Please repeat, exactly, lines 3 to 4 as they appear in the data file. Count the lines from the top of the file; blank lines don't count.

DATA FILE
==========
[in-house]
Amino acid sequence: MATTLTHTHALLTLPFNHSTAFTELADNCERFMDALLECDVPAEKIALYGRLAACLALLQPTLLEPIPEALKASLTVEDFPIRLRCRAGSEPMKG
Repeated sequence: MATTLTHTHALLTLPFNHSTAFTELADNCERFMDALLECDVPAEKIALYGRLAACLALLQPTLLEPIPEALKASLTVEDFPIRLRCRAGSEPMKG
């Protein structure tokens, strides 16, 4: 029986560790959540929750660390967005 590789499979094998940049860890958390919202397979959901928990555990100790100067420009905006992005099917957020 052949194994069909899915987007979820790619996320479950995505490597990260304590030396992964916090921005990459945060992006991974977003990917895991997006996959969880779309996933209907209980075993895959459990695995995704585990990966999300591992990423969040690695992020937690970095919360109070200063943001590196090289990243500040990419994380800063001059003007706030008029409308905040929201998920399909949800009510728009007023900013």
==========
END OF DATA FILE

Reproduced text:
Repeated sequence: MATTLTHTHALLTLPFNHSTAFTELADNCERFMDALLECDVPAEKIALYGRLAACLALLQPTLLEPIPEALKASLTVEDFPIRLRCRAGSEPMKG
């Protein structure tokens, strides 16, 4: 029986560790959540929750660390967005 590789499979094998940049860890958390919202397979959901928990555990100790100067420009905006992005099917957020 052949194994069909899915987007979820790619996320479950995505490597990260304590030396992964916090921005990459945060992006991974977003990917895991997006996959969880779309996933209907209980075993895959459990695995995704585990990966999300591992990423969040690695992020937690970095919360109070200063943001590196090289990243500040990419994380800063001059003007706030008029409308905040929201998920399909949800009510728009007023900013």